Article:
This week I am extremely grateful to Dr Todd Fiegel for this post which he has so kindly written for my website. Todd and I are 'cyber' friends and we got chatting about ukuleles. Todd mentioned that he once got to work with a hero of mine, Kimo Hussey, and when I asked him to elaborate, he very kindly offered to do a guest blog on Kimo and his playing - and here it is. I have attached a video of Kimo's wonderful playing too - for those who have not heard him before.
I thank Paul Mansell for the invitation to write a few words about working with ukulele artist and master teacher Kimo Hussey. I first met Kimo when I attended a retreat in Mexico in January. Based on that experience, our group in Salt Lake City invited him to be the featured artist/clinician at our own inaugural retreat in July.
We are fortunate in our world of ukulele to have many fine artists and teachers who generously help us learn the techniques needed to play our instrument. Kimo is one of those, of course, but there’s something else that comes along with the wonderful experience of working with him. It is unstated by him and it is invisible to most. But in the very essence of Kimo as a teacher resides something that enables us to be transported to a deeper understanding and personal experience with music in its much more comprehensive sense, a broader level of which “ukulele" is merely a part. And because we reach it without being told to do so, its value is immeasurable.
Kimo intentionally and subtly establishes some specific words that we come to identify in a certain way. He incorporates phrases that lead us to unexpected realizations because of their context in his use. At the core of his methodology is his absolute love of music, of teaching, and of the human spirit. And we come to realize that very quickly.
Without conscious awareness, we become better listeners. He says things like “Listen to your ukulele,” and “What’s your ukulele telling you?” when we play. He demonstrates how music has movement and direction by coaching us to “listen for the resolution” that inevitably arrives after we sense our ear being led somewhere by the music. And by coaxing us to start anticipating that resolution before it arrives, we grow in our own creativity as musicians.
Through demonstrating ways we can easily devise introductions—and then how they can also be used as transitions within a song (“midtroductions,” he humorously calls them) and as bookends that close the song when appropriate (“outtroductions”)—he makes us aware of the importance of musical form in our own performances. We begin to realize how the sharing of our music is akin to presenting to someone a carefully and beautifully wrapped gift. The sense of splendor is much greater to the recipient than when simply told, “Here, take this box.”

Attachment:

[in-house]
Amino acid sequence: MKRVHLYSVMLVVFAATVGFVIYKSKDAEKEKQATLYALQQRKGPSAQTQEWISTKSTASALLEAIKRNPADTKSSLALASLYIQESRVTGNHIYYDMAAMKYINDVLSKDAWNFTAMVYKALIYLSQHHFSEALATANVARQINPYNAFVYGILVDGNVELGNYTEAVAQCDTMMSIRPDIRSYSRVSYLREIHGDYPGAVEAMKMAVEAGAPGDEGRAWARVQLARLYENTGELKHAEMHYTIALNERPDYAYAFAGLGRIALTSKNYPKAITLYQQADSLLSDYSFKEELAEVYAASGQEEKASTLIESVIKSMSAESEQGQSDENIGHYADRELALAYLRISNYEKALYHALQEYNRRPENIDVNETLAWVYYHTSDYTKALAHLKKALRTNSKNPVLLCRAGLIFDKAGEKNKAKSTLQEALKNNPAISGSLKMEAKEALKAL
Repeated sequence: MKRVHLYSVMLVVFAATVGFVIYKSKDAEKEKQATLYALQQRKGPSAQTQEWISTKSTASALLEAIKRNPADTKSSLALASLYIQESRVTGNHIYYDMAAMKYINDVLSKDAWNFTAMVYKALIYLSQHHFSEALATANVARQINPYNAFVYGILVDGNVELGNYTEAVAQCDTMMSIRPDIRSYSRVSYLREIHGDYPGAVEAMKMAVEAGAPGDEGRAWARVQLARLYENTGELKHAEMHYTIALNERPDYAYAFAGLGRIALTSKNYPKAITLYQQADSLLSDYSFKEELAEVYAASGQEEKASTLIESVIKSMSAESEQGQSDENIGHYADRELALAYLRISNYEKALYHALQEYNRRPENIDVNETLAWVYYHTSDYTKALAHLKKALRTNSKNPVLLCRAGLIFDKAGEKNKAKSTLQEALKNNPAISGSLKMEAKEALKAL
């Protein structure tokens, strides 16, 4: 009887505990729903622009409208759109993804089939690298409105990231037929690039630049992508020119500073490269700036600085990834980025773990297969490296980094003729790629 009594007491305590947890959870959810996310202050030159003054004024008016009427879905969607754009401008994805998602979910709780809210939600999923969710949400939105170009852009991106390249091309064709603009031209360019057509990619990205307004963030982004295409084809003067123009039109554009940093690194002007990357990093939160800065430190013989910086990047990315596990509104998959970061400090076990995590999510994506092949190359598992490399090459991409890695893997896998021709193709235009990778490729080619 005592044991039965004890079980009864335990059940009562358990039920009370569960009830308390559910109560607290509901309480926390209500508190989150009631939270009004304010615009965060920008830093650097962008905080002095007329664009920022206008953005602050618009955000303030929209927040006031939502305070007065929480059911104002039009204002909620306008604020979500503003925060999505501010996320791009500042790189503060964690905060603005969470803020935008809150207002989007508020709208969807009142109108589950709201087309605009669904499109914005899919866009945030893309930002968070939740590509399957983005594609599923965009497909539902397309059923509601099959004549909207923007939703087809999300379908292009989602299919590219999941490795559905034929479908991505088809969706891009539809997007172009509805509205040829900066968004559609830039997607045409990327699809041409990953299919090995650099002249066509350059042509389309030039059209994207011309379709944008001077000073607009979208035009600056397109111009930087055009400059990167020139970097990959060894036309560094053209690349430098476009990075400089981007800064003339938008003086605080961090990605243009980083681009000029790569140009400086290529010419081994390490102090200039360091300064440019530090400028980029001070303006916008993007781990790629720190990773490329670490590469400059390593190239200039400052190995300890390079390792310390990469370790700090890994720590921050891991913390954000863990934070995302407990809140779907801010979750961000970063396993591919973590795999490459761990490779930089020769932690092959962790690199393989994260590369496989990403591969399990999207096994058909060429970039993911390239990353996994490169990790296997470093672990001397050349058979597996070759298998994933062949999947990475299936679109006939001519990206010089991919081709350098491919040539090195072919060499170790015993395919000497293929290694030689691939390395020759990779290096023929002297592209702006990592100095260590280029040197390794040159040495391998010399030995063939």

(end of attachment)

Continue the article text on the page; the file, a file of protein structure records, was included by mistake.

And without being informed that we’re learning ear-training and relevant music theory, all of a sudden we are doing just that—and we’re doing it with eager anticipation and involvement! Because of how he gets us there, the stigmas and intimidation that usually accompany those topics are nowhere to be seen, and even the most inexperienced and musically-unknowledgeable in the room are lapping up the experience like a dog enjoying his water bowl on a hot day.
From the very first meeting, Kimo persuades us subconsciously to drop any reservations, any inhibitions. His classroom dynamic is reserved but inviting. He is a gentle man. He is warm to all. And he is soft-spoken. When he first speaks in class, these qualities create an immediate intimacy with all in the room. It is almost as if he is sharing a secret with each person individually. A camaraderie forms—and not just between student and teacher, but also among all the students, for each is suddenly a member of that special group with whom he has chosen to share his secret. He places his hands over his heart and welcomes us into the “love" that is music, the “sharing" that is music, the “spirit" that is music. He invites us to participate in all of this with him. "This is why we are all here,” he says, and then he tells us how he also cherishes the opportunity to learn from us as we learn from him.
We know intrinsically and without question that what we see is genuine. This is the love and the way that is Kimo Hussey. And we are virtually compelled to respond in kind. With his subsequent utilization of those same “anchor” words throughout his days with us, they become signposts that quietly and relentlessly steer us toward the greater understanding and experience of “music” that literally envelops everything Kimo teaches. Within just the first few moments, he has created an almost mystical aura of openness and personal experience that will hover over us for the entire retreat and which essence will linger long after.
Bio: Dr. Todd Fiegel is a retired professor of conducting, trumpet, music education, and director of university bands. He remains active as a conductor, arranger, and lecturer, but spends most of his time now with his newfound passion for the ukulele.